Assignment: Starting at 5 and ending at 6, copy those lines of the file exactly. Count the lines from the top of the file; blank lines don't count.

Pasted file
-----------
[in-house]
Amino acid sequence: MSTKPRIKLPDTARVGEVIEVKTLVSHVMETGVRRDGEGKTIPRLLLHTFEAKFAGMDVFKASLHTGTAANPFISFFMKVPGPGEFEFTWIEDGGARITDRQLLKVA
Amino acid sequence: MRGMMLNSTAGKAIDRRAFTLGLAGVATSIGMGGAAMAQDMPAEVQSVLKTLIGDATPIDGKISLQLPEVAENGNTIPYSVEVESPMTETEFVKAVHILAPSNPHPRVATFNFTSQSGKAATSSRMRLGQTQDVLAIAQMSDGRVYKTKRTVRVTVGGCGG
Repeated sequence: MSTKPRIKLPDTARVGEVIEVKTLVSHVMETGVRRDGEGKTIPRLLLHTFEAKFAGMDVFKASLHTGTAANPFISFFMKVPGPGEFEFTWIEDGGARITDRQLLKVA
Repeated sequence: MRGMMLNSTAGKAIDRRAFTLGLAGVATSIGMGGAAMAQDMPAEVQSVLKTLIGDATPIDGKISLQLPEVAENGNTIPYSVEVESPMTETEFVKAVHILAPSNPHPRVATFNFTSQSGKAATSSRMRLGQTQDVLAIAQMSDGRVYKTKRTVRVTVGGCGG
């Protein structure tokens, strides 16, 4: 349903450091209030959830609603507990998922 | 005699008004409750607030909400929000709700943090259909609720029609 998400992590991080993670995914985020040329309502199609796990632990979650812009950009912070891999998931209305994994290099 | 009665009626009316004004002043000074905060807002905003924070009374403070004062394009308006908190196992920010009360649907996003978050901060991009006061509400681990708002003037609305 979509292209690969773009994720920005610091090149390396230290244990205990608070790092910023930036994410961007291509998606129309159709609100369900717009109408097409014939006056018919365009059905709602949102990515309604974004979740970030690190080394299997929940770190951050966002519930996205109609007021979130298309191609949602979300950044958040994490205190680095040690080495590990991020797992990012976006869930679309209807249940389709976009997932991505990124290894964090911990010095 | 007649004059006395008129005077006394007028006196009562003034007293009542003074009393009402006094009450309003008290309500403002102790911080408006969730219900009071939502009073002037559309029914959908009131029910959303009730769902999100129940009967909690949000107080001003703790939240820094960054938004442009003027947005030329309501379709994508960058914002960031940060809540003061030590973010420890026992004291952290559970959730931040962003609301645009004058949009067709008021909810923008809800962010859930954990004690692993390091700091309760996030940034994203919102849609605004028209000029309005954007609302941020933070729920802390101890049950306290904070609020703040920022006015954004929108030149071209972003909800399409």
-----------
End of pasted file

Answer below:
Repeated sequence: MRGMMLNSTAGKAIDRRAFTLGLAGVATSIGMGGAAMAQDMPAEVQSVLKTLIGDATPIDGKISLQLPEVAENGNTIPYSVEVESPMTETEFVKAVHILAPSNPHPRVATFNFTSQSGKAATSSRMRLGQTQDVLAIAQMSDGRVYKTKRTVRVTVGGCGG
């Protein structure tokens, strides 16, 4: 349903450091209030959830609603507990998922 | 005699008004409750607030909400929000709700943090259909609720029609 998400992590991080993670995914985020040329309502199609796990632990979650812009950009912070891999998931209305994994290099 | 009665009626009316004004002043000074905060807002905003924070009374403070004062394009308006908190196992920010009360649907996003978050901060991009006061509400681990708002003037609305 979509292209690969773009994720920005610091090149390396230290244990205990608070790092910023930036994410961007291509998606129309159709609100369900717009109408097409014939006056018919365009059905709602949102990515309604974004979740970030690190080394299997929940770190951050966002519930996205109609007021979130298309191609949602979300950044958040994490205190680095040690080495590990991020797992990012976006869930679309209807249940389709976009997932991505990124290894964090911990010095 | 007649004059006395008129005077006394007028006196009562003034007293009542003074009393009402006094009450309003008290309500403002102790911080408006969730219900009071939502009073002037559309029914959908009131029910959303009730769902999100129940009967909690949000107080001003703790939240820094960054938004442009003027947005030329309501379709994508960058914002960031940060809540003061030590973010420890026992004291952290559970959730931040962003609301645009004058949009067709008021909810923008809800962010859930954990004690692993390091700091309760996030940034994203919102849609605004028209000029309005954007609302941020933070729920802390101890049950306290904070609020703040920022006015954004929108030149071209972003909800399409």